Working for decades with established and emerging artists, Hinsdale’s master printer cranks out fine art at Wingate Studio.
Looking at the building that houses Wingate Studio’s impressive collection of meticulously maintained vintage printing equipment, it’s hard to imagine the business could exist anywhere but New England. Inhabiting a converted barn on a 55-acre family farm that practically straddles three states from its location at the convergence of Vermont, New Hampshire, and Massachusetts, the 31-year-old print studio could double as a stage set for The Crucible.
Wingate Studio founder Peter Pettengill’s family has occupied the land for generations. His parents still live in the old farmhouse and his daughter, Olivia (along with partner Susie Parke-Sutherland), has revived the land back into a working farm that grows spinach, flowers, and summer greens, and is home to 900 egg-producing chickens and 8 pigs. A dog named Busy keeps things in order.
For a seven-year spell, however, Pettengill lived in San Francisco, where he attained the title of master printer at the city’s distinguished Crown Point Press and met his wife Deborra before returning back east to found his Hinsdale, New Hampshire studio. It was also where he met many of the influential artists he’s worked with over the years, including Sol LeWitt, Joan Jonas, Wayne Thiebaud, Ed Ruscha, and Elaine DeKooning.
“In the early days I was doing mostly contract printing for other publishers, especially the Limited Editions Club in New York,” Pettengill says. “My very first project here was printing Robert Mapplethorpe photogravures for them.”
Pettengill began publishing independently in the 1990s, producing work that was featured prominently in a 2015 30-year retrospective curated by Boston University, including prints by Xylor Jane, Chuck Webster, and Sebastian Black. Jane, a Greenfield, Massachusetts-based artist whose process he describes as “translating notions of time, meaning and pure mathematics into her own visual language,” is a mainstay with whom he still works with some frequency.
Wingate publishes printed editions of work it creates with both established and emerging artists who are invited to print at the studio. While specializing in intaglio etching, Wingate sometimes works beyond the usual bounds of this process according to the needs of the artist. The artist guides the project; the studio facilitates. The resulting prints are then promoted and marketed by Wingate both to private clients and institutions, including the Whitney, MoMA, and the Library of Congress.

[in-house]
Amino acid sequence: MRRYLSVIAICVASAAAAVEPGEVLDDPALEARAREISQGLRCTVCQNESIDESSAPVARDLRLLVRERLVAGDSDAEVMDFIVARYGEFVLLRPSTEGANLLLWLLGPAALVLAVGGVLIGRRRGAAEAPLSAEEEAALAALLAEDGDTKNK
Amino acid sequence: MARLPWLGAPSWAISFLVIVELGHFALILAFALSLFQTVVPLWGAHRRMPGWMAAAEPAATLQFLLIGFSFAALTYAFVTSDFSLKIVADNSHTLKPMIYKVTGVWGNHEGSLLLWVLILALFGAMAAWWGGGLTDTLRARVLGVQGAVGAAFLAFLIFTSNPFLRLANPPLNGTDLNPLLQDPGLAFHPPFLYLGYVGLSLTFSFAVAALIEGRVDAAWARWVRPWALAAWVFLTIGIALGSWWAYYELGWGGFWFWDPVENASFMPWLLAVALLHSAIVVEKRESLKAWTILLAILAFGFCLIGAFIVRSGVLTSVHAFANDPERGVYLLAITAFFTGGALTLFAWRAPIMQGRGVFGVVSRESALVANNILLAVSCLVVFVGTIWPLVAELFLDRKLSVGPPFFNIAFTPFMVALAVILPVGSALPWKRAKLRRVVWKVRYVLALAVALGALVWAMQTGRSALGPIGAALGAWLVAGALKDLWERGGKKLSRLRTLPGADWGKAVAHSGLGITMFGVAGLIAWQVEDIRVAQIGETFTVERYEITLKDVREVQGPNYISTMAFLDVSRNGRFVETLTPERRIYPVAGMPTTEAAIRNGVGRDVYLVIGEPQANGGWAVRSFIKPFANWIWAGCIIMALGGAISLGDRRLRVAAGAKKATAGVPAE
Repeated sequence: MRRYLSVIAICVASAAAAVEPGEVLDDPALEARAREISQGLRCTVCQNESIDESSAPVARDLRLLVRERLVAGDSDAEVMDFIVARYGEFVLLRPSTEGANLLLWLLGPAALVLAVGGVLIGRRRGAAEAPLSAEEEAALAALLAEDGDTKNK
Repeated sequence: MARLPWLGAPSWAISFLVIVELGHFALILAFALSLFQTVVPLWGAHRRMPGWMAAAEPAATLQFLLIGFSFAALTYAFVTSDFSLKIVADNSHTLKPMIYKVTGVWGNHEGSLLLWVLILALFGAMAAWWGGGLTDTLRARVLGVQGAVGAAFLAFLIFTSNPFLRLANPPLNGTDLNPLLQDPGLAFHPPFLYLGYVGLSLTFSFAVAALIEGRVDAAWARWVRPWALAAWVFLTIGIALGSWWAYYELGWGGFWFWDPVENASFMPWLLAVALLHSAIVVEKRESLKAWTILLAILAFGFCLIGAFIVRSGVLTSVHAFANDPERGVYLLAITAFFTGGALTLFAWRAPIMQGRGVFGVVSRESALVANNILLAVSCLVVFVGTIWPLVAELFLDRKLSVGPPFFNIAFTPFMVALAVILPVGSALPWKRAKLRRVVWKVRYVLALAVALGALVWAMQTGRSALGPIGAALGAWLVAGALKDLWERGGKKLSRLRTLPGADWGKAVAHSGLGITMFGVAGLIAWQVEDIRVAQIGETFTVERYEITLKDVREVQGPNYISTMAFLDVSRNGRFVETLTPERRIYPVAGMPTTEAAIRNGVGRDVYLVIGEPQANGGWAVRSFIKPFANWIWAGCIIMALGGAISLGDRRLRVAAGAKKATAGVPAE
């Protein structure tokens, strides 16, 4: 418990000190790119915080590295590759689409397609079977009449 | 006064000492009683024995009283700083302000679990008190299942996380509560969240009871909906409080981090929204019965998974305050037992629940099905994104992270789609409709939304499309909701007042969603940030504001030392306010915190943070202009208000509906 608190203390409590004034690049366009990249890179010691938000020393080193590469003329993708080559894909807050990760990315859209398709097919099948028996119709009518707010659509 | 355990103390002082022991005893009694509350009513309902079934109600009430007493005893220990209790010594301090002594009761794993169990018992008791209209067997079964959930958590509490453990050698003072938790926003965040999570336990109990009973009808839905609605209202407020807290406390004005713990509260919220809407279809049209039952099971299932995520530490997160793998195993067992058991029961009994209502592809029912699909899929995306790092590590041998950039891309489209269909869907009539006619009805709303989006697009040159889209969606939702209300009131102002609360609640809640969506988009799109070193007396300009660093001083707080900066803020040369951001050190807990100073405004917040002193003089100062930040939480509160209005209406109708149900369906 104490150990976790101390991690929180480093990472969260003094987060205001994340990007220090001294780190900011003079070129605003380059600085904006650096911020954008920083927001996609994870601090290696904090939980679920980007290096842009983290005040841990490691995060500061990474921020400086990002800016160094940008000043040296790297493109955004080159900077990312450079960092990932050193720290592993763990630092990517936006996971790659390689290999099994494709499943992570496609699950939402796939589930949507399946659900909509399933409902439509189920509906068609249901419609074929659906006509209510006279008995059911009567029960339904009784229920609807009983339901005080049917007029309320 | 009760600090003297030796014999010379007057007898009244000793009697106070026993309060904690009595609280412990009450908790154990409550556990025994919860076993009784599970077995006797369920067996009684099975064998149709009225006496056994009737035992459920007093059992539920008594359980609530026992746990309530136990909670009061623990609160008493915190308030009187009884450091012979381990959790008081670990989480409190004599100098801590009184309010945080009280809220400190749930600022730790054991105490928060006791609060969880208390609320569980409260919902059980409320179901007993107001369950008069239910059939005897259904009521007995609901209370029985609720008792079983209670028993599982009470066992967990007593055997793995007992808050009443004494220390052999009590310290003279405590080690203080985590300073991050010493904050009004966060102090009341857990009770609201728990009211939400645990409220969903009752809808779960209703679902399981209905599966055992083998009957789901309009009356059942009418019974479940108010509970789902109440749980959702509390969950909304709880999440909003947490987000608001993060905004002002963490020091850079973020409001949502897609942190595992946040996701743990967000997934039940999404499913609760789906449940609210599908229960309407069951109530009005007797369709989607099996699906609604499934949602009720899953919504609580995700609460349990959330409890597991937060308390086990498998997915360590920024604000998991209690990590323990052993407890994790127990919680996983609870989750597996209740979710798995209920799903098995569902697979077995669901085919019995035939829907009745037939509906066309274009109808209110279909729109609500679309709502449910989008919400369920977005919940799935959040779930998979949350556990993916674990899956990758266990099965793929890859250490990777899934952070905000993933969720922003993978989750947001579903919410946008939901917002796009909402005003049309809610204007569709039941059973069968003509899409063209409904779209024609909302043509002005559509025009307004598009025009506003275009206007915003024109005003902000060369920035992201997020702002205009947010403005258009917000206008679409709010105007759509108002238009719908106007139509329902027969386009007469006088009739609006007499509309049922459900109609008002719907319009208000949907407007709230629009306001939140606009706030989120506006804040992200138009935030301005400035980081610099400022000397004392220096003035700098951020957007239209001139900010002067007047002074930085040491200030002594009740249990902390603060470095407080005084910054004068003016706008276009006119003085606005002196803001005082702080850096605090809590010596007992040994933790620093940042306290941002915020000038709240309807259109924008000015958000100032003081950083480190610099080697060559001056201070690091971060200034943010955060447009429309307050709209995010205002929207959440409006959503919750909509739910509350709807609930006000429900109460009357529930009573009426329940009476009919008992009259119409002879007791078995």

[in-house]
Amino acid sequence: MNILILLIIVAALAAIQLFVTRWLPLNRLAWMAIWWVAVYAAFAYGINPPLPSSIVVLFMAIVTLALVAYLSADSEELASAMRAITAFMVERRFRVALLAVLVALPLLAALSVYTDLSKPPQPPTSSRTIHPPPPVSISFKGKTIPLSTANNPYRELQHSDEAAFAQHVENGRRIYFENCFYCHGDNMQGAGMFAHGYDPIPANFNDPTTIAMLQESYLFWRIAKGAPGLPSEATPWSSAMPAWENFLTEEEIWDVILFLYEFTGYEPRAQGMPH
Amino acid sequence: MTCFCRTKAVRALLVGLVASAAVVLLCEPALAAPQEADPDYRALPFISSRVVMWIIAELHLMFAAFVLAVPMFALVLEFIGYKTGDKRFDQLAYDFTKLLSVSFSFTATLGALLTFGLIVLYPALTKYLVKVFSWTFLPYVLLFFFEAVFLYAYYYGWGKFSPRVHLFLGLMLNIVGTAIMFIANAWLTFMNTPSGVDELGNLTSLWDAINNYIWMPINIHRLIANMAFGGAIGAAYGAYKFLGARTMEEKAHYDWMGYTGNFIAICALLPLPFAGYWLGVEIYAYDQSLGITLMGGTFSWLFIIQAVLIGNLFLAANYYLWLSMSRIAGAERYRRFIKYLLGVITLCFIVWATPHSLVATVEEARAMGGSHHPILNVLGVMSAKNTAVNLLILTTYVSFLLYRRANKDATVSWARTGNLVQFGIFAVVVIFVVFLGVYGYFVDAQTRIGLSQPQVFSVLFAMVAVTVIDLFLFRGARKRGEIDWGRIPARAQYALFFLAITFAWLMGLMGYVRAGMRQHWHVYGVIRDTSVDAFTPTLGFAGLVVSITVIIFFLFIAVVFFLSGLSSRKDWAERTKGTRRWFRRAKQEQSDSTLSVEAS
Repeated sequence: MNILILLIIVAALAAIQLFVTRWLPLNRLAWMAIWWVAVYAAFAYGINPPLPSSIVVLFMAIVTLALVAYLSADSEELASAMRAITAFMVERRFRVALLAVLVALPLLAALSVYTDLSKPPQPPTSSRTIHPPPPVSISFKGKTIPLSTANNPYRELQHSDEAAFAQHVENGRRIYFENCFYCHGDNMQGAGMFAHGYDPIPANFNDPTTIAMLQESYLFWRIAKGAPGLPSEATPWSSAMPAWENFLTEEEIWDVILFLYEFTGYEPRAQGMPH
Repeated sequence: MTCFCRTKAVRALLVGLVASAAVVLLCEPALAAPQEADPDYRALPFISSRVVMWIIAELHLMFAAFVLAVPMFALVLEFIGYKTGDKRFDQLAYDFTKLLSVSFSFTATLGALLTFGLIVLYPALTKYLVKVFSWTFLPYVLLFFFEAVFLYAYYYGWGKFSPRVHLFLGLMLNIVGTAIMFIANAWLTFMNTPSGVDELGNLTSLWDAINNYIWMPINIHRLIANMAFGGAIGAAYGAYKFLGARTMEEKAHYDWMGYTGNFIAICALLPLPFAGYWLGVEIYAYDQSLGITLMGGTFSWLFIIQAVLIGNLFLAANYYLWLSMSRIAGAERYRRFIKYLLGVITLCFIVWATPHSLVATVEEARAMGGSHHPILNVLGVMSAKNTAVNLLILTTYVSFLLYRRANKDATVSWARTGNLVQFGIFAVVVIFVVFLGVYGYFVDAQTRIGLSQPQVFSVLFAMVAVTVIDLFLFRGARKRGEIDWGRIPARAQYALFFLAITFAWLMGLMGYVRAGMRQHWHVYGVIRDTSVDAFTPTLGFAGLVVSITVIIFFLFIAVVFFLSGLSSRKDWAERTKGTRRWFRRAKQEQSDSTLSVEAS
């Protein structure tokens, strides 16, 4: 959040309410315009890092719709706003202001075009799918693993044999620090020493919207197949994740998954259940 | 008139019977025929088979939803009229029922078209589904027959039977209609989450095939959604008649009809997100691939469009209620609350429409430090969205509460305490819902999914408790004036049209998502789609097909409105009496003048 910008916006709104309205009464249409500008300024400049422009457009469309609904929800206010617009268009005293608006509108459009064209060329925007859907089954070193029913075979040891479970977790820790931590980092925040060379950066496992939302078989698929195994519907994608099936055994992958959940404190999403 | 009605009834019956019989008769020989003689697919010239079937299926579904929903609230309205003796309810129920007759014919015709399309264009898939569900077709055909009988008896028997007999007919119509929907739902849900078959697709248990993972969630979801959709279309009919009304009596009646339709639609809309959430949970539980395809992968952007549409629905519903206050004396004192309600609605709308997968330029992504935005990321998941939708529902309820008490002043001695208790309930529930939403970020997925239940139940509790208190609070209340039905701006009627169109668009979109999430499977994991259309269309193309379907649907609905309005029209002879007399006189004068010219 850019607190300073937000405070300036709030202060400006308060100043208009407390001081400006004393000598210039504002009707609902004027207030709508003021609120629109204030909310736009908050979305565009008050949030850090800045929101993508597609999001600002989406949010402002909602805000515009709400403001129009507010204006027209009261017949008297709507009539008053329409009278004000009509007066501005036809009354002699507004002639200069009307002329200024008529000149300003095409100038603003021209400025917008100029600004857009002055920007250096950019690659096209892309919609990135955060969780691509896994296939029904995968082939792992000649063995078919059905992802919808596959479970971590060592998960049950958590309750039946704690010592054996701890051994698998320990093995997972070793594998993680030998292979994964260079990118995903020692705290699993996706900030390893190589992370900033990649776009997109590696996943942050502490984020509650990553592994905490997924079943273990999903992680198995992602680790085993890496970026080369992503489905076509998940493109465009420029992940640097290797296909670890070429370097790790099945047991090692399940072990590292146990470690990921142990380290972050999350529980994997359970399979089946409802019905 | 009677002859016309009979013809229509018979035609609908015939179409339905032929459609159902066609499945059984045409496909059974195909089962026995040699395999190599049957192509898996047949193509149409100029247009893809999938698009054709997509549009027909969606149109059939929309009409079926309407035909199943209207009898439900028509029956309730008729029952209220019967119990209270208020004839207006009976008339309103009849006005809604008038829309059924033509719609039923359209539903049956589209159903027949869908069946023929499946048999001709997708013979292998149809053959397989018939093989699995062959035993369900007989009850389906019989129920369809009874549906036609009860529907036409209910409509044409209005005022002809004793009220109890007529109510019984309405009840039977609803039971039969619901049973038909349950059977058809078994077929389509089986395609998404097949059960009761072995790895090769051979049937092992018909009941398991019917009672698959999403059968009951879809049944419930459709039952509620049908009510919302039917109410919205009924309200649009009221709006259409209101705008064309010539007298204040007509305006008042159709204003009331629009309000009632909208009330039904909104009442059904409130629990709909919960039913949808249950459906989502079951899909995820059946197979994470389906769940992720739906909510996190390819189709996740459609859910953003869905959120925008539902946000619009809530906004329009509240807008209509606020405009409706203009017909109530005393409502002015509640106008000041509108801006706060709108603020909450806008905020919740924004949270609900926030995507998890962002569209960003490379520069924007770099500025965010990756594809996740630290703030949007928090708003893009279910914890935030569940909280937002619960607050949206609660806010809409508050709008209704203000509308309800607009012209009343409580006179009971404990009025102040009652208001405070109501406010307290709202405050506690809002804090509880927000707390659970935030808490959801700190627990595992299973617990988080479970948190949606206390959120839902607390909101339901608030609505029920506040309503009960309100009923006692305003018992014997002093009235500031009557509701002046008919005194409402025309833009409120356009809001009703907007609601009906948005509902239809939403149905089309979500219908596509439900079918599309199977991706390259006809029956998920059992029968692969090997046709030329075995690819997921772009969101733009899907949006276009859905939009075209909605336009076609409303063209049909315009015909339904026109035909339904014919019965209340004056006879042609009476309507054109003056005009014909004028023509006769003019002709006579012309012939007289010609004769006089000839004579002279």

When pressed, Pettengill singles out avant-garde legend John Cage as a favorite collaborator, who he recalls as “one of the most inspiring people I ever met, a very disciplined artist in spite of his famed reliance on chance operations.
“His approach was to imitate nature in her manner of operation,” Pettengill continues. “So he set up systems that would use chance to create strikingly beautiful visual work. He didn’t separate art and life, but continually showed how they were one and the same. His joy and pleasure in the ordinary aspects of life were absolutely contagious.”
Wingate is a place where artists can come to focus intently on a particular creative goal, living on the farm or in nearby lodging while immersed in a weeks-long project. The property isn’t impossibly far from New York City, however, so the studio does also attract the odd commuter, like painter Walton Ford, who might be up two days a week to keep a project rolling.
Known for his life-size watercolors of birds and animals in the style of 19th-century natural history painters like Audubon, Ford’s work is, according to Pettengill, “visually stunning and appealing,” but also bears “a large element of the grotesque.”
“His paintings and prints create complex narratives, often based on historical events or people, and function as critiques of the general human enterprise, exploring themes of colonialism, industrialism, the environment, extinct species and crackpot explorers and adventurers. It functions on many different levels, but it invariably draws viewers in before they have a chance to comprehend the breadth of it.”
Despite the somewhat arcane nature of the craft and (by today’s standards) an antiquated pace of distribution, Pettengill believes that print has a bright future thanks to interest from younger generations of artists. His son James and James’ wife Alyssa, who function as studio co-directors, have also brought a more modern edge to the business.
“They keep up with and are connected to today’s emerging artists, and they’ve really pushed Wingate forward in terms of our publishing program,” he says. “We have been working with a lot of younger artists over the last couple of years.”
In fact, he believes the art is flourishing, both through traditional outlets and via workshops affiliated with colleges and universities.
“We’re also in a moment where artists are working across media more than ever, not limiting themselves strictly to a painting practice or even material media. They’re interested in doing their work in many different forms, and, of course, there are so many new technologies that are carrying printmaking into the digital age.”